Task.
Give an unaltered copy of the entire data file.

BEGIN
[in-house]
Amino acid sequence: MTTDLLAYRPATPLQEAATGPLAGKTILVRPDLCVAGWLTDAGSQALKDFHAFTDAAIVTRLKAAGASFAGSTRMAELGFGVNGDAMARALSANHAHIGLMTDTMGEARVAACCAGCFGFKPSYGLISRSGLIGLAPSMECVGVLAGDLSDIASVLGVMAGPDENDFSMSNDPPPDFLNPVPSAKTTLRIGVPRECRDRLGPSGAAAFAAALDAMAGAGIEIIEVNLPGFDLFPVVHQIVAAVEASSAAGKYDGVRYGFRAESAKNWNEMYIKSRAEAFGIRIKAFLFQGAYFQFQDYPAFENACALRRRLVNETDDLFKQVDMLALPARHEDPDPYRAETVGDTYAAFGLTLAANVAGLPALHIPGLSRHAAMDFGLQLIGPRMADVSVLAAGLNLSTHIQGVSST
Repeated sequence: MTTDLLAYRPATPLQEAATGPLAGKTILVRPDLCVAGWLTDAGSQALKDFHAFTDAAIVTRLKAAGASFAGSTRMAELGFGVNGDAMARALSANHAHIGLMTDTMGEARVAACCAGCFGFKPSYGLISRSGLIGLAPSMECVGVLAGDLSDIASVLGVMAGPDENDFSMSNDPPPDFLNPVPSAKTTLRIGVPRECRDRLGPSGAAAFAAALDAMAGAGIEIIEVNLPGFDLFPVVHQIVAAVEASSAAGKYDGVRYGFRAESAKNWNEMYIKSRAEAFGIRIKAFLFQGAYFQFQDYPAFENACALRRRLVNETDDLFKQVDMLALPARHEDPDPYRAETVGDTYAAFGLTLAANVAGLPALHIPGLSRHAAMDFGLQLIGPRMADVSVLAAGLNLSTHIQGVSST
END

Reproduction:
[in-house]
Amino acid sequence: MTTDLLAYRPATPLQEAATGPLAGKTILVRPDLCVAGWLTDAGSQALKDFHAFTDAAIVTRLKAAGASFAGSTRMAELGFGVNGDAMARALSANHAHIGLMTDTMGEARVAACCAGCFGFKPSYGLISRSGLIGLAPSMECVGVLAGDLSDIASVLGVMAGPDENDFSMSNDPPPDFLNPVPSAKTTLRIGVPRECRDRLGPSGAAAFAAALDAMAGAGIEIIEVNLPGFDLFPVVHQIVAAVEASSAAGKYDGVRYGFRAESAKNWNEMYIKSRAEAFGIRIKAFLFQGAYFQFQDYPAFENACALRRRLVNETDDLFKQVDMLALPARHEDPDPYRAETVGDTYAAFGLTLAANVAGLPALHIPGLSRHAAMDFGLQLIGPRMADVSVLAAGLNLSTHIQGVSST
Repeated sequence: MTTDLLAYRPATPLQEAATGPLAGKTILVRPDLCVAGWLTDAGSQALKDFHAFTDAAIVTRLKAAGASFAGSTRMAELGFGVNGDAMARALSANHAHIGLMTDTMGEARVAACCAGCFGFKPSYGLISRSGLIGLAPSMECVGVLAGDLSDIASVLGVMAGPDENDFSMSNDPPPDFLNPVPSAKTTLRIGVPRECRDRLGPSGAAAFAAALDAMAGAGIEIIEVNLPGFDLFPVVHQIVAAVEASSAAGKYDGVRYGFRAESAKNWNEMYIKSRAEAFGIRIKAFLFQGAYFQFQDYPAFENACALRRRLVNETDDLFKQVDMLALPARHEDPDPYRAETVGDTYAAFGLTLAANVAGLPALHIPGLSRHAAMDFGLQLIGPRMADVSVLAAGLNLSTHIQGVSST